My biggest complaint about this little shed is that it does not have any sort of head catch device for restraining a heifer if we need to pull a calf.  So for 20 some years now, we have put the heifer in a stall and roped her around the neck, tied her as short as possible, opened the gate to her stall and set to work getting the calf out of her.  The problems with this method are if you don't get the cow tied short enough, she is going to have a lot of room to thrash around or she can choke herself with the rope if she fights it very long.  Over the years, we've had several choke themselves to the point I had to loosen the rope so they could catch their air.  I've only lost one cow to choke.  I hate it that it's even one, but it happened last year.  She was too scared and too wild. I just couldn't get the rope loosened up in time.  I felt terrible about it.  And that's when I really got to thinking about making some changes.

Now this thrashing around part is not good either.  Maybe I should explain how pulling a calf works and that will help you understand a little more why the thrashing is a bad thing.  As soon as I can get close to the heifer (she WILL fight the rope for a while), I need to get the chains around the feet, presuming feet are showing, which is usually the case.  I loop an end around each foot and secure them over the calf's dewclaws.  When the chains are on securely, the pullers come next.  There is a strap that fits over the cow's back which is hooked to a metal piece shaped kind of like a U.  It rests up against the cow's butt. Then the ratchet hooks into this metal piece.  There is a hook in the ratchet piece that the chains hook into.  This ratchet piece is a long pipe, probably about 6 feet long.  If a cow has too much rope, she starts swinging this 6 foot long pipe around with me at the end of it.  Also, the rope is usually tied off somewhere, so not only am I dodging the swinging 6 foot long pipe, I'm also ducking under the rope to get away from the pipe. Not to mention, making sure I don't get stepped on or kicked.  By the grace of God, I have never been hurt doing this.  But I've come close on several occasions.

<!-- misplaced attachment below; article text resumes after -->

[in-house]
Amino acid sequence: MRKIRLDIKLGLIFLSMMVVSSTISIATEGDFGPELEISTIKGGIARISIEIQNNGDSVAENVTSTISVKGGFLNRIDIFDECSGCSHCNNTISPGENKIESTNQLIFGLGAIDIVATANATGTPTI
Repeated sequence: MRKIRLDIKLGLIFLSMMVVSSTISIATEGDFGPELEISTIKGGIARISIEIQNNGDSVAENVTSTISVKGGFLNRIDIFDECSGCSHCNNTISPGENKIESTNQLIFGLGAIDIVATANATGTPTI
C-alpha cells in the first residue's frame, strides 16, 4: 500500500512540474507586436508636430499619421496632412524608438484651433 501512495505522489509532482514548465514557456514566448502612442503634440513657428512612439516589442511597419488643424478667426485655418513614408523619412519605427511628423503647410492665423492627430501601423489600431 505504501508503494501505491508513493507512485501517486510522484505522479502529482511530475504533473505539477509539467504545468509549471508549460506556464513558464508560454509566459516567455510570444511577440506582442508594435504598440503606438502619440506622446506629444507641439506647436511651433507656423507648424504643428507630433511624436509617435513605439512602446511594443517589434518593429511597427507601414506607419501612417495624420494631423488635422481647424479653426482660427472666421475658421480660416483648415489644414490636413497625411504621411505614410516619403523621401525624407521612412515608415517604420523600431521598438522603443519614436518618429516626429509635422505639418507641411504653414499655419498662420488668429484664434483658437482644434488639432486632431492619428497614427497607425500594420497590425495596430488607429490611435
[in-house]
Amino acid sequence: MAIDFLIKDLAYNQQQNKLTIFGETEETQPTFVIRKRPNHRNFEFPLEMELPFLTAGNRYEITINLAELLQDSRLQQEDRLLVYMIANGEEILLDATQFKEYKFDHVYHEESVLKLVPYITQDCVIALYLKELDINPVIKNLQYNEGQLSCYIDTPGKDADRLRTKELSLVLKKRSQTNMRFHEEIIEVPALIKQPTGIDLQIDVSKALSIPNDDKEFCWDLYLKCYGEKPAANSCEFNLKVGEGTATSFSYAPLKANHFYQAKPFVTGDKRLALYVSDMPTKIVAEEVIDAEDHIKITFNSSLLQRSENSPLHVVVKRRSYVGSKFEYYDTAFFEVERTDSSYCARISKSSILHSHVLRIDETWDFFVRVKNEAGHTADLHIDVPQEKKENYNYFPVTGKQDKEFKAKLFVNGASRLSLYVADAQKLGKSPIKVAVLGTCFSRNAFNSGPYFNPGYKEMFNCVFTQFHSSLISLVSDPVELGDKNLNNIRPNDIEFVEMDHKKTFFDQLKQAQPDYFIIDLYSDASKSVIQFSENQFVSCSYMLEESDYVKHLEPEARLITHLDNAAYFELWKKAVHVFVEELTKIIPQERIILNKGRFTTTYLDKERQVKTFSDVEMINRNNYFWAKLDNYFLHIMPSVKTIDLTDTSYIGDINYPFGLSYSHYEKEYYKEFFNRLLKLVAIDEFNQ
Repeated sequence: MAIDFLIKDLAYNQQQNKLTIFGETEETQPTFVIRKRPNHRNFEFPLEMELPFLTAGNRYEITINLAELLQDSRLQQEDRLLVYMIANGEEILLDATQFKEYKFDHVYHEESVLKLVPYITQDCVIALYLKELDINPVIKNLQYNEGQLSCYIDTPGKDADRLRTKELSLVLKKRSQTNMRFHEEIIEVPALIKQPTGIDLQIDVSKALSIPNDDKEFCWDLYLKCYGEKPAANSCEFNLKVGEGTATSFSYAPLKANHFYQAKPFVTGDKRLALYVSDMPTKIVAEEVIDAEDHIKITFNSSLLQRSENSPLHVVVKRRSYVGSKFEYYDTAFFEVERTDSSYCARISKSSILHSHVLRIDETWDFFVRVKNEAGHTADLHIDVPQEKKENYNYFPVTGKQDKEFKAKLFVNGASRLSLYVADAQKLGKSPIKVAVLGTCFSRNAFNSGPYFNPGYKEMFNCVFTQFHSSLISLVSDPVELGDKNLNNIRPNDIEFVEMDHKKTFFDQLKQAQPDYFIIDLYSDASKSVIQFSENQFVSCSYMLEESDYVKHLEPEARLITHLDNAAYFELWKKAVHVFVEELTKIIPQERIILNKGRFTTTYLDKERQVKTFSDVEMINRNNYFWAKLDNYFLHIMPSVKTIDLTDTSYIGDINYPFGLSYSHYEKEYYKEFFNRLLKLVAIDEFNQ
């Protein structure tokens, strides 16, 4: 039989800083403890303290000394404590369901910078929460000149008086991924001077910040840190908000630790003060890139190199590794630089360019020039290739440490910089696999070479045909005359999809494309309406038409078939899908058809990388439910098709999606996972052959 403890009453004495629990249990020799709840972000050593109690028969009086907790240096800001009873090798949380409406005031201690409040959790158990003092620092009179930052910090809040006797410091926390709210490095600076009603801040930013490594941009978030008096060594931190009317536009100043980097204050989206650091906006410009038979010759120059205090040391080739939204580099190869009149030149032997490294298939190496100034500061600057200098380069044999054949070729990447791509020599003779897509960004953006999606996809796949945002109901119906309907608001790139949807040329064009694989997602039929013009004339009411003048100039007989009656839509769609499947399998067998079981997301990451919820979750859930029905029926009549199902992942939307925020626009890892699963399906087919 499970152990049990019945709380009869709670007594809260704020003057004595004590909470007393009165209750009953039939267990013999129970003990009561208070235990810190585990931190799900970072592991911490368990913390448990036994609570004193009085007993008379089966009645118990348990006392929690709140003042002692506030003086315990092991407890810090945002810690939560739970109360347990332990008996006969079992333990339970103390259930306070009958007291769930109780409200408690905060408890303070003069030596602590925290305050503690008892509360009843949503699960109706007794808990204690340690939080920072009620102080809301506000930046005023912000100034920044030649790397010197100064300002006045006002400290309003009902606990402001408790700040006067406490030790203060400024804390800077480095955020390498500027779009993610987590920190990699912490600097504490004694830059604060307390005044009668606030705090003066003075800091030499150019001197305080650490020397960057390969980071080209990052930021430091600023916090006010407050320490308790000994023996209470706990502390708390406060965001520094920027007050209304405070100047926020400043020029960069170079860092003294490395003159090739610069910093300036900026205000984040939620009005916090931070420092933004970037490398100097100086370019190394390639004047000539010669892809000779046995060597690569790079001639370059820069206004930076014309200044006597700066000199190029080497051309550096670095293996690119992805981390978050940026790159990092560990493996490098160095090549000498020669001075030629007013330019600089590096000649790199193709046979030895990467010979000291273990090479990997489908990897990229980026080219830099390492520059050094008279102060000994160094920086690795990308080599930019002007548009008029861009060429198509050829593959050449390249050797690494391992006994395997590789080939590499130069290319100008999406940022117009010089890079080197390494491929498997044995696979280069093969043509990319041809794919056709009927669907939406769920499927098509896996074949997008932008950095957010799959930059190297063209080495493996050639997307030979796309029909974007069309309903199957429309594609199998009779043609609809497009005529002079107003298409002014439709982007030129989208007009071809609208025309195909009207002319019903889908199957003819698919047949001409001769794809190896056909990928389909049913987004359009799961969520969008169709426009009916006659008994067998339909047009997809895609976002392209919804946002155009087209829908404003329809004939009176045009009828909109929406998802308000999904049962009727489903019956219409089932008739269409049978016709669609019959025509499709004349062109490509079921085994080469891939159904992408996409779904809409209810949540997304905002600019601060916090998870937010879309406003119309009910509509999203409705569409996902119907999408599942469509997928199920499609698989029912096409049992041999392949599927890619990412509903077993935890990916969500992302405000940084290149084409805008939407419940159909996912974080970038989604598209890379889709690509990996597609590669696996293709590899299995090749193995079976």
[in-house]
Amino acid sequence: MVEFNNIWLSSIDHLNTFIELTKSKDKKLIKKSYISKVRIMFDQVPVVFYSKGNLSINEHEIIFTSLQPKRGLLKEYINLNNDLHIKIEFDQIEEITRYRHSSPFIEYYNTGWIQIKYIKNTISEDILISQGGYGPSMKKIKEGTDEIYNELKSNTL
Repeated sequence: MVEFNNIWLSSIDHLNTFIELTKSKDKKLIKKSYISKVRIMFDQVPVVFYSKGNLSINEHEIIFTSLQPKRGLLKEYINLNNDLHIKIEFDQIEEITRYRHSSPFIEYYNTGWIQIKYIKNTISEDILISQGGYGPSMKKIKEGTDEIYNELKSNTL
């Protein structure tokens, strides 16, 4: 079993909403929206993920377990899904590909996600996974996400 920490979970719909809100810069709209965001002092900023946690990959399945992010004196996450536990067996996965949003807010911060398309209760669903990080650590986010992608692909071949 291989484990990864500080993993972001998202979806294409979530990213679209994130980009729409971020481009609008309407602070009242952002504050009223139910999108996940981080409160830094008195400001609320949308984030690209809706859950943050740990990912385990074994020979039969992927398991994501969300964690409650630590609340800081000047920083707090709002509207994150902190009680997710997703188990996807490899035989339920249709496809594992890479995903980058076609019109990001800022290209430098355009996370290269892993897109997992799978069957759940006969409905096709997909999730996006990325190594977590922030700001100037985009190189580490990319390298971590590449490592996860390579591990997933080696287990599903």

So for several years now, I've been thinking there has to be something better than the "tie up the cow method" I've grown so used to.  By some streak of luck, I saw a thing called a maternity pen advertised in a ranch magazine.  I didn't know exactly what it was, but from the looks of it, it had a head catch and formed into a place where I could pull a calf or nurse one if necessary and I would be a lot safer.  I looked at one at a ranch sale and I also looked at one that a neighbor has.  It looked like a pretty good deal.  But then Matt and I were looking on a web site and found a video of what has this year become to me.......(cue angels singing)  THE GREATEST INVENTION EVER!!! 

The maternity pen I purchased is probably the most expensive one on the market.  I don't know.....and I don't care.  This thing has made my life so much better.  I cannot even explain to you how much easier it has made things for me.  I am so glad I bought it.  And the funny thing is, this morning, Dad says, "I didn't even know you could get something like this.  But it sure works slick."  That's about as close to a compliment as you get from my dad.  It's ok with me.  I'll take it.

Monday, February 20, 2012

"Three Ropes the Cow"'s almost calving time and I get to thinking about things that happened in years past.  One story that comes to mind is the story of "Three Ropes the Cow".

Along about three years ago, we got a pretty big snowstorm, about a foot of snow, right smack dab in the middle of calving.  We don't like that, but as Dad says, "we take what we get.  What choice do we have?"  The cows were in behind the windbreaks for the storm, fed and bedded on straw.  It's about as good as we can do for them.

But this day was sunny, almost no wind, the snow was settling, the cows had started to make their way out to the hilltops and they were finding a few blades of grass to make a living.  Now, normally, when I drive into a pasture, run my siren or the cows catch a glimpse of the cake pickup, they come at as quick of a pace as they are able. So I was pretty sure something wasn't quite right when I looked up on that big hill and saw a cow still just laying up there.

It was a ways to get to that hill and I had to pick my way on account of all the deep snow.  When I got there, I can't say I much liked what I saw.  There was a black white face cow, with big black panda eyes laying on a little bare patch of ground with a big white head sticking out of her back end.  No feet....this is not what we like to see.  I was pretty sure the calf was still alive and the cow was either sick enough or gentle enough to let me up close to her.  If I had a rope, I could rope her around the neck, dally to the bumper of the pickup and see what would be necessary to get that baby out of her.  But of course, I didn't have a rope.  I had a tow strap.  One of those 20,000 pound, flat (about 4 inches wide), about 20 feet long with big loops in the end.  It weighs roughly 5 pounds.  You can't rope a cow with one of these.  I know this.  From experience.